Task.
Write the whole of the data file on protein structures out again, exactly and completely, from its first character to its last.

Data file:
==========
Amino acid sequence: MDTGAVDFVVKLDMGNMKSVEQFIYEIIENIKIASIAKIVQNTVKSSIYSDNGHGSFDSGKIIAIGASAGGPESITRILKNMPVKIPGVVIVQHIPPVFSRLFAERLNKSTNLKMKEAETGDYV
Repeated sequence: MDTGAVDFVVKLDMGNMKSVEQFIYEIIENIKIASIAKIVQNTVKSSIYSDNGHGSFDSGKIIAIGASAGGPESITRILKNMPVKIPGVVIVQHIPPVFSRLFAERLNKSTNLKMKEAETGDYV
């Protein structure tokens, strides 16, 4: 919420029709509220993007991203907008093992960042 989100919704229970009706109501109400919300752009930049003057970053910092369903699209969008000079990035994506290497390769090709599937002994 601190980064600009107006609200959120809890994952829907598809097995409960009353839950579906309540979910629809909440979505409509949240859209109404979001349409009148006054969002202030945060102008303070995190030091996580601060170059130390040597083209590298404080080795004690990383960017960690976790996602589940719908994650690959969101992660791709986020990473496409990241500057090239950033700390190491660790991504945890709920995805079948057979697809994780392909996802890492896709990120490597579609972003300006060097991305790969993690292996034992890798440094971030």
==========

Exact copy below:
Amino acid sequence: MDTGAVDFVVKLDMGNMKSVEQFIYEIIENIKIASIAKIVQNTVKSSIYSDNGHGSFDSGKIIAIGASAGGPESITRILKNMPVKIPGVVIVQHIPPVFSRLFAERLNKSTNLKMKEAETGDYV
Repeated sequence: MDTGAVDFVVKLDMGNMKSVEQFIYEIIENIKIASIAKIVQNTVKSSIYSDNGHGSFDSGKIIAIGASAGGPESITRILKNMPVKIPGVVIVQHIPPVFSRLFAERLNKSTNLKMKEAETGDYV
């Protein structure tokens, strides 16, 4: 919420029709509220993007991203907008093992960042 989100919704229970009706109501109400919300752009930049003057970053910092369903699209969008000079990035994506290497390769090709599937002994 601190980064600009107006609200959120809890994952829907598809097995409960009353839950579906309540979910629809909440979505409509949240859209109404979001349409009148006054969002202030945060102008303070995190030091996580601060170059130390040597083209590298404080080795004690990383960017960690976790996602589940719908994650690959969101992660791709986020990473496409990241500057090239950033700390190491660790991504945890709920995805079948057979697809994780392909996802890492896709990120490597579609972003300006060097991305790969993690292996034992890798440094971030």